A brief history of: shepherd’s pie

Understanding Spices

A cheap and cheerful dish, the humble shepherd’s pie is an icon of British and Irish cuisine – one for those cold, dark nights over winter. Whilst recipes do have a lot of variation (and a few spicey additions, if you so wish), there’s the same basic structure that’s followed throughout:

  • A crust of mashed potatoes on both the top and the bottom.
  • Inside, minced meat (always lamb). If it’s beef, then it’s cottage pie – a very close cousin.
  • The meat is simmered in a gravy of onions and other vegetables such as carrots, peas, onion and celery

So, who should take credit for this warm and hearty dish? Once again, like many a famous dish, the origins of shepherd’s pie are a little hard to nail down. You’ll notice in the introductory paragraph that I’ve played it safe, labelling it as an icon of both British and Irish cuisine. It’s hard to know exactly. We only have a few clues and scraps to piece together – like an old, scraggly cookbook that’s lost a fair few pages over the years.

To solve the ‘is it Irish or is it British?’ conundrum, we have to look at the relationship between the two countries. In the 15th century, England officially took control of the Emerald Isles (Ireland) and brought it into the United Kingdom. Consequently, Protestantism became the new official religion, displacing Catholicism. So, this led to British protestants becoming de facto ruling landowners who were protected by the government, while Irish Catholics became the peasant underclass. This underclass were very poor and impoverished, living in small homes called cottages.

‘Where is all this going and what does it have to do with shepherd’s pie?’ you may well ask. Well, fast forward to the 18th century and we find a dish called ‘cottage pie’ that has been birthed into existence somewhere within the United Kingdom or Ireland. Like many fantastic French classics and other great dishes around the world, it’s thought that cottage pie came about as a way for poorer folk to make use of leftovers. If you were poor, you couldn’t afford to waste any food or money. The Irish peasants lived in cottages, hence the name.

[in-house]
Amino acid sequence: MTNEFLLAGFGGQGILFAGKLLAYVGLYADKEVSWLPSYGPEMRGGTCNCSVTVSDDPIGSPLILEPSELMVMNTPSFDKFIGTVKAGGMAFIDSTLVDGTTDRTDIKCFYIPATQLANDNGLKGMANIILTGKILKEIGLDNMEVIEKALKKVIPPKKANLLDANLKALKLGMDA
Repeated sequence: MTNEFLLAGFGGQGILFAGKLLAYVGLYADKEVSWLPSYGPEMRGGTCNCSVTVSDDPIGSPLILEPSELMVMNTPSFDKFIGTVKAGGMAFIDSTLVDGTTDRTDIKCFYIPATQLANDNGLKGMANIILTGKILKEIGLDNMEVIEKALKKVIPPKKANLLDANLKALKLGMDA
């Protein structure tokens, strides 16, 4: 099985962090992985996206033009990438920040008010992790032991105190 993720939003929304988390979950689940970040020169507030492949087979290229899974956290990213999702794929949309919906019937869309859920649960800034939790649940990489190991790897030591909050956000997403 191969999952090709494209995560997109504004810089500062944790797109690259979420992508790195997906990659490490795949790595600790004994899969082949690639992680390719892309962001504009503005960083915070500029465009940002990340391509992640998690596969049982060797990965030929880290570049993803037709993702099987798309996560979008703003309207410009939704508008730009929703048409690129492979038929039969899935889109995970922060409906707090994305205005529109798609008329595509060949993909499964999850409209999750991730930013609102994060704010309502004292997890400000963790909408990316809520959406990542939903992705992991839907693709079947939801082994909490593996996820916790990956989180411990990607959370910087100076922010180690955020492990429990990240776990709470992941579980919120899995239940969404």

Unused meats and veg were all repurposed into this deliciously warm, filling pie. The French dish hachis parmentier is very similar – a great example of an economical way to use leftover meat.

Hachis Parnentier

Interestingly, because the poor could not afford beef at this time, they most likely used mutton as a flavourful alternative instead. Eventually, as time wore on into the 19th century, cottage pie referred to the dish that was made using minced beef, while the shepherd’s pie used minced lamb (for the obvious connection of lamb and shepherd).

Given the socio-political context between the UK and Ireland, it’s largely accepted that shepherd’s pie is most likely an Irish meal (lamb was cheaper). Meanwhile, cottage pie was the British version (using beef which was more expensive and favoured by the British).

So, that’s a very brief history of shepherd’s pie for you. There was no eureka moment. No great chef in his or her kitchen. No identifiable landmark event. It’s just plain and simple (slightly ambiguous) humble origins for a humble dish. To this day, it’s one of the very best you’ll find in British and Irish pubs and homes.

If you fancy having a go at making this dish yourself, have a look at this fantastic authentic recipe on BBC Good Food. As a spicy alternative (that’s what we love around here!) why not check out this Indian-spiced variation.

Shepherds Pie

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